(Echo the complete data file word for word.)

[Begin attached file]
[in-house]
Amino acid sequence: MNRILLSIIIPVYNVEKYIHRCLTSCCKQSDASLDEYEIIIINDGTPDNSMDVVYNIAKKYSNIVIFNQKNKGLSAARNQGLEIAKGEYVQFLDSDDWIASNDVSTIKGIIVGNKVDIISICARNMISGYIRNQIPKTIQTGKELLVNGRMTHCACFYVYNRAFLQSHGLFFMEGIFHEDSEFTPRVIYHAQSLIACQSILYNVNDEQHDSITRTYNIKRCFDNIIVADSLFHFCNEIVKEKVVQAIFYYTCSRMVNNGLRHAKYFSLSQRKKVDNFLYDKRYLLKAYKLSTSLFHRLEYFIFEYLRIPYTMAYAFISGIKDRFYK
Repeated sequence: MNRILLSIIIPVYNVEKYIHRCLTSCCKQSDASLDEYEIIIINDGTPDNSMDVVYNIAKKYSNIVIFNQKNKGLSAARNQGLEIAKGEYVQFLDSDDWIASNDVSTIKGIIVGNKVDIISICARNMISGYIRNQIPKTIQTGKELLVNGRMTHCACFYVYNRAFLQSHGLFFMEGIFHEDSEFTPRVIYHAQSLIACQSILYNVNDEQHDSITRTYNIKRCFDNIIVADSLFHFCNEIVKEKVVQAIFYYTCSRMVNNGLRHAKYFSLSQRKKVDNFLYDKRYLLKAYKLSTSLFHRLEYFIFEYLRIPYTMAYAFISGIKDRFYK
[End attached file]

[in-house]
Amino acid sequence: MNRILLSIIIPVYNVEKYIHRCLTSCCKQSDASLDEYEIIIINDGTPDNSMDVVYNIAKKYSNIVIFNQKNKGLSAARNQGLEIAKGEYVQFLDSDDWIASNDVSTIKGIIVGNKVDIISICARNMISGYIRNQIPKTIQTGKELLVNGRMTHCACFYVYNRAFLQSHGLFFMEGIFHEDSEFTPRVIYHAQSLIACQSILYNVNDEQHDSITRTYNIKRCFDNIIVADSLFHFCNEIVKEKVVQAIFYYTCSRMVNNGLRHAKYFSLSQRKKVDNFLYDKRYLLKAYKLSTSLFHRLEYFIFEYLRIPYTMAYAFISGIKDRFYK
Repeated sequence: MNRILLSIIIPVYNVEKYIHRCLTSCCKQSDASLDEYEIIIINDGTPDNSMDVVYNIAKKYSNIVIFNQKNKGLSAARNQGLEIAKGEYVQFLDSDDWIASNDVSTIKGIIVGNKVDIISICARNMISGYIRNQIPKTIQTGKELLVNGRMTHCACFYVYNRAFLQSHGLFFMEGIFHEDSEFTPRVIYHAQSLIACQSILYNVNDEQHDSITRTYNIKRCFDNIIVADSLFHFCNEIVKEKVVQAIFYYTCSRMVNNGLRHAKYFSLSQRKKVDNFLYDKRYLLKAYKLSTSLFHRLEYFIFEYLRIPYTMAYAFISGIKDRFYK